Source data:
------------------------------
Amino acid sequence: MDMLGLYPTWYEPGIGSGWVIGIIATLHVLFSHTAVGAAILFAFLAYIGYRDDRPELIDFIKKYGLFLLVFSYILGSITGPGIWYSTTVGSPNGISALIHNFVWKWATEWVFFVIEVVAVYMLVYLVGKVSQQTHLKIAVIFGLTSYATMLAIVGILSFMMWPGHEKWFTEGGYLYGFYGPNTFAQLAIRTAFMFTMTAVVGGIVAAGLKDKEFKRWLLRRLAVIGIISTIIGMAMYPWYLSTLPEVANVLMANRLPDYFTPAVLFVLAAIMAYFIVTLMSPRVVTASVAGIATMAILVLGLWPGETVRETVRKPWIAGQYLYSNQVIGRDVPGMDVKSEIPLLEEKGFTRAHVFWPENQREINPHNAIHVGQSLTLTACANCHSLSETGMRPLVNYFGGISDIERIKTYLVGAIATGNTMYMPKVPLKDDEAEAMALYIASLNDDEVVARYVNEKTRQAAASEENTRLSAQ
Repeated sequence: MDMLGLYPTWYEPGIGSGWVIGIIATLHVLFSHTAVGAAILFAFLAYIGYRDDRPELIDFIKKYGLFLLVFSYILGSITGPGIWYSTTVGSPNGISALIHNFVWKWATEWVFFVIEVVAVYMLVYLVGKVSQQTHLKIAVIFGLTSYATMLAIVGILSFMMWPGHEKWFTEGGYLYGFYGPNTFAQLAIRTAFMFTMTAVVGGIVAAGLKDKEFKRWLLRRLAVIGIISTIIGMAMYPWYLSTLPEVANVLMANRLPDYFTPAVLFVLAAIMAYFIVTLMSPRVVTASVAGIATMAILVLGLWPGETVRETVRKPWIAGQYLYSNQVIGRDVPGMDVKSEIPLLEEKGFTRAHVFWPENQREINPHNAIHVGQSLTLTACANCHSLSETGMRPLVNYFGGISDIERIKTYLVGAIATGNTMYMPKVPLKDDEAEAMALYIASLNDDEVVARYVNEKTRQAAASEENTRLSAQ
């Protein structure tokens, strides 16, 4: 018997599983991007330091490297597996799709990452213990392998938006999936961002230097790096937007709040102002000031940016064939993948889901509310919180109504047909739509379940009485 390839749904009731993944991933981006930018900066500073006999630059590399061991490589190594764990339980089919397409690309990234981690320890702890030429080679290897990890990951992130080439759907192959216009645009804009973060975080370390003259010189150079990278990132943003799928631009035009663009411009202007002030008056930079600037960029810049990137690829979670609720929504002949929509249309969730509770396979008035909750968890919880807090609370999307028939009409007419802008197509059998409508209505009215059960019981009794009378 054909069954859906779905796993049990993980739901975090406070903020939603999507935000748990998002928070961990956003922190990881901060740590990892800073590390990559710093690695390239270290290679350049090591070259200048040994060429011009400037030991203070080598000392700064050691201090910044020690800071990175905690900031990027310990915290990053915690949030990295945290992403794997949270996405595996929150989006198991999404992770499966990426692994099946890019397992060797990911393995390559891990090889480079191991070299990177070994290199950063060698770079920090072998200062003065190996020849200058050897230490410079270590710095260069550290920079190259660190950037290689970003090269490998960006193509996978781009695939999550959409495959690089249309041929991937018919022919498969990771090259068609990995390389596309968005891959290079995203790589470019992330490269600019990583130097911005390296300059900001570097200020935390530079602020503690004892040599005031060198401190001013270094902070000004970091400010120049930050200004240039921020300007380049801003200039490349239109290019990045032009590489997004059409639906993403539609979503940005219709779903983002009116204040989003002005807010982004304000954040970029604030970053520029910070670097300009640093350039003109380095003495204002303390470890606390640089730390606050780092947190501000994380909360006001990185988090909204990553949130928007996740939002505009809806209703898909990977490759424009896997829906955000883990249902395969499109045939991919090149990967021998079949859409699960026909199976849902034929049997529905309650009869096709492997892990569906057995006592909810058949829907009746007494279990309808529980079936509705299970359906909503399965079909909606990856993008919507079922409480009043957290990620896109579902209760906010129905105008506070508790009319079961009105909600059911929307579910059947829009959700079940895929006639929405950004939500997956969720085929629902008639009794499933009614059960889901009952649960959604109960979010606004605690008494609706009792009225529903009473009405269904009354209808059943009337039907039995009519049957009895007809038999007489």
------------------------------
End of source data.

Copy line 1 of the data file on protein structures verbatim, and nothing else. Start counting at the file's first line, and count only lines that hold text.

Amino acid sequence: MDMLGLYPTWYEPGIGSGWVIGIIATLHVLFSHTAVGAAILFAFLAYIGYRDDRPELIDFIKKYGLFLLVFSYILGSITGPGIWYSTTVGSPNGISALIHNFVWKWATEWVFFVIEVVAVYMLVYLVGKVSQQTHLKIAVIFGLTSYATMLAIVGILSFMMWPGHEKWFTEGGYLYGFYGPNTFAQLAIRTAFMFTMTAVVGGIVAAGLKDKEFKRWLLRRLAVIGIISTIIGMAMYPWYLSTLPEVANVLMANRLPDYFTPAVLFVLAAIMAYFIVTLMSPRVVTASVAGIATMAILVLGLWPGETVRETVRKPWIAGQYLYSNQVIGRDVPGMDVKSEIPLLEEKGFTRAHVFWPENQREINPHNAIHVGQSLTLTACANCHSLSETGMRPLVNYFGGISDIERIKTYLVGAIATGNTMYMPKVPLKDDEAEAMALYIASLNDDEVVARYVNEKTRQAAASEENTRLSAQ